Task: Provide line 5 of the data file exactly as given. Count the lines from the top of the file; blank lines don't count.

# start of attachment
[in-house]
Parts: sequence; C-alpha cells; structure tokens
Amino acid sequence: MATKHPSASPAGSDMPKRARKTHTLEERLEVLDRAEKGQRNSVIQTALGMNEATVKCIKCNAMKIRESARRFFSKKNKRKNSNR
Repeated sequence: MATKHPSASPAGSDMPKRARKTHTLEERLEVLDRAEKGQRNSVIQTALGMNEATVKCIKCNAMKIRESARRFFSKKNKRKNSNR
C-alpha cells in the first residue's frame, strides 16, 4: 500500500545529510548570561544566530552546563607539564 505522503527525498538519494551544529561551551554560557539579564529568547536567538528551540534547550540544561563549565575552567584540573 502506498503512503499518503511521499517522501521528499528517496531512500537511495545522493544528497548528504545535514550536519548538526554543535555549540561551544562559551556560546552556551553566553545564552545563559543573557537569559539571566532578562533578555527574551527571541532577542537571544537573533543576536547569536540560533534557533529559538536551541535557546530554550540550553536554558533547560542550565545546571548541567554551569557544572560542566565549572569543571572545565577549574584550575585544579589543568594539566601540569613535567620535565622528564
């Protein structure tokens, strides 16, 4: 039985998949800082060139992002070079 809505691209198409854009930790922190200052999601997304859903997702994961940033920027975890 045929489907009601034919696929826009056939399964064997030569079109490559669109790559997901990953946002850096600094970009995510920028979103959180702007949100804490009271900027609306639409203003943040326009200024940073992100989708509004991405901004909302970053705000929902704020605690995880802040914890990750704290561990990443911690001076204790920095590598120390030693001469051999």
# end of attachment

C-alpha cells in the first residue's frame, strides 16, 4: 500500500545529510548570561544566530552546563607539564 505522503527525498538519494551544529561551551554560557539579564529568547536567538528551540534547550540544561563549565575552567584540573 502506498503512503499518503511521499517522501521528499528517496531512500537511495545522493544528497548528504545535514550536519548538526554543535555549540561551544562559551556560546552556551553566553545564552545563559543573557537569559539571566532578562533578555527574551527571541532577542537571544537573533543576536547569536540560533534557533529559538536551541535557546530554550540550553536554558533547560542550565545546571548541567554551569557544572560542566565549572569543571572545565577549574584550575585544579589543568594539566601540569613535567620535565622528564